CDC identifies potential safety issue with Pfizer's updated Covid-19 vaccine, but says people still need to get a booster

CDC identifies potential safety issue with Pfizer’s updated Covid-19 vaccine, but says people still need to get a booster


The US Centers for Disease Control and Prevention said Friday that there is a potential safety issue with the bivalent Covid-19 vaccine made by Pfizer and BioNTech, but that it is unlikely to pose any real risk. The agency said it continues to recommend that people stay up to date with their covid-19 vaccinations.

The CDC said one of its vaccine safety monitoring systems, a “near real-time surveillance system” called the Vaccine Safety Data Link, detected a possible increase in a certain type of stroke in people 65 and older. more than recently received one of Pfizer’s updated booster shots. .

A rapid response analysis of that signal revealed that older people who received a bivalent booster might be more likely to have ischemic strokes within the first three weeks after their injections, compared with weeks four to six.

Ischemic strokes, the most common form, are blockages of blood to the brain. They are usually caused by clots.

The Vaccine Safety Data Link, or VSD, is a network of large health systems across the country that provides data on the safety and efficacy of vaccines through electronic health records of patients. The CDC said it had identified potential confounding factors in the data coming from the VSD that may be skewing the data and need further investigation.

Of approximately 550,000 older adults who received Pfizer bivalent boosters and were tracked by the VSD, 130 suffered strokes within three weeks of the injection, according to a CDC official who spoke to CNN on condition of anonymity because they were not authorized to share the data. . None of the 130 people died.

The number of detected strokes is relatively small, said Dr. William Schaffner, an infectious disease expert at Vanderbilt University and a member of the Covid-19 Vaccine Task Force of the CDC’s Advisory Committee on Immunization Practices.

“These strokes are not a confirmed adverse event at this time,” he said. “It’s like a radar system. You are receiving a signal on the radar and you have to investigate further to find out if that plane is friend or foe.”

The same safety signal has not been detected with the Moderna bivalent booster, the CDC said in its advisory.

The agency noted that it has searched and has not been able to find the same increase in strokes in other large collections of medical records, including those maintained by Medicare, the US Department of Veterans Affairs, as well as its Stroke Reporting System. vaccine adverse events, known as VAERS.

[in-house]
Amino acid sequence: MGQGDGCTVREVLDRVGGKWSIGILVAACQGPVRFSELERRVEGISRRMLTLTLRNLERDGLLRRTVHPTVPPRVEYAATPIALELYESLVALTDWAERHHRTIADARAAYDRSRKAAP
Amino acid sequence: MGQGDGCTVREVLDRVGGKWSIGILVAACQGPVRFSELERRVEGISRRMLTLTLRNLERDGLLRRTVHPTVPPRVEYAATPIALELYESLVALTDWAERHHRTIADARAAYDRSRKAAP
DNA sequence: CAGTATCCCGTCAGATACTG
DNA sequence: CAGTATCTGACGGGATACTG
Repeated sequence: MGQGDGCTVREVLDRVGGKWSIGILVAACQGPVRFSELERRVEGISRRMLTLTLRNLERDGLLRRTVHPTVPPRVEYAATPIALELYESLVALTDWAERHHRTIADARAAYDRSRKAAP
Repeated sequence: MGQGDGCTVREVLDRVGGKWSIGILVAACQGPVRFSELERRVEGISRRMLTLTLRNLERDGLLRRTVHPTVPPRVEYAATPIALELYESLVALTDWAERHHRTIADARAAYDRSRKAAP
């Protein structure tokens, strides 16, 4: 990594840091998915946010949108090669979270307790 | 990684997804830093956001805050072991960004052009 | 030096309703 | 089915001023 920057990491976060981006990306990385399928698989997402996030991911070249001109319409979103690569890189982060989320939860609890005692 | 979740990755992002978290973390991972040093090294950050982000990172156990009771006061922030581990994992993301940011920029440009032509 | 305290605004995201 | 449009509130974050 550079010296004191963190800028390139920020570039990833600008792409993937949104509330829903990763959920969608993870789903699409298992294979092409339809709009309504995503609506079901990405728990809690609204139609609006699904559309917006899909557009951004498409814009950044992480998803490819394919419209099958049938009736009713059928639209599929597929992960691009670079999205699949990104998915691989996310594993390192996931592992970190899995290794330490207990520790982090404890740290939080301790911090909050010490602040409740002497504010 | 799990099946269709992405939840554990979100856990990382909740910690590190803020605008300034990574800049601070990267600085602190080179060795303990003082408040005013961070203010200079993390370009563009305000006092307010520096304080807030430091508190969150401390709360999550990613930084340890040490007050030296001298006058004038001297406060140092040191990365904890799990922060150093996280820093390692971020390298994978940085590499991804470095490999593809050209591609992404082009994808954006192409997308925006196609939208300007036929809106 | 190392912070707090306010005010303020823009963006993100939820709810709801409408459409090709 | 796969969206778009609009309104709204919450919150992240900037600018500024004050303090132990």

Neither Pfizer nor other countries using the vaccine have seen an increase in this type of stroke, the agency said, and the signal was not detected in any other database.

The CDC says it is not recommending any changes to vaccination practices at this time and that the risks of Covid-19 for older adults continue to outweigh any potential safety concerns with the vaccine.

“While the totality of the data currently suggests that the signal in VSD is highly unlikely to pose any real clinical risk, we believe it is important to share this information with the public, as we have done in the past, when one of our custodians security monitoring systems detect a signal,” the notice says.

“CDC and FDA will continue to evaluate additional data from these and other vaccine safety systems. These additional data and analyzes will be discussed at the upcoming January 26 meeting of the FDA’s Advisory Committee on Vaccines and Related Biologicals.”

Pfizer said in a statement on Friday: “Neither Pfizer nor BioNTech nor the CDC nor the US Food and Drug Administration (FDA) have observed similar findings in many other monitoring systems in the US and in worldwide and there is no evidence to conclude that ischemic stroke is associated with the use of the company’s COVID-19 vaccines.

“Compared to published incidence rates of ischemic stroke in this older population, to date companies have observed fewer reported ischemic strokes after vaccination with the adapted bivalent Omicron BA.4/BA vaccine. .5″.

The Pfizer/BioNTech and Moderna bivalent boosters protect against the parent strain of the coronavirus, as well as the Omicron BA.4 and BA.5 subvariants. Only about 50 million Americans ages 5 and older have gotten them since they were approved last fall, according to CDC data.

Schaffner said he was part of a briefing Thursday with members of the Covid-19 Vaccine Task Force. She couldn’t share specific details about the briefing, but said the security signal was discussed.

His biggest conclusion was that the security surveillance system is working.

It’s very likely a false signal, he said, but it’s being investigated, which is important.

“You want a surveillance system that will occasionally send out false signals. If you’re not getting any signals, you’re worried you’re missing things.”

Schaffner said he would absolutely tell people to get their Covid-19 booster if they haven’t already, including those 65 and older.

“Without question, the risk of a whole host of adverse events, including hospitalization, is much, much higher with Covid-19 than with the vaccine,” he said.

He also said the signal, if real, may be more of a numbers factor than an indication that one manufacturer’s vaccine is riskier than another.

Nearly two-thirds of people in the US who got an upgraded booster (32 million) received Pfizer, compared to about 18 million Moderna shots.

Leave a Comment

Your email address will not be published. Required fields are marked *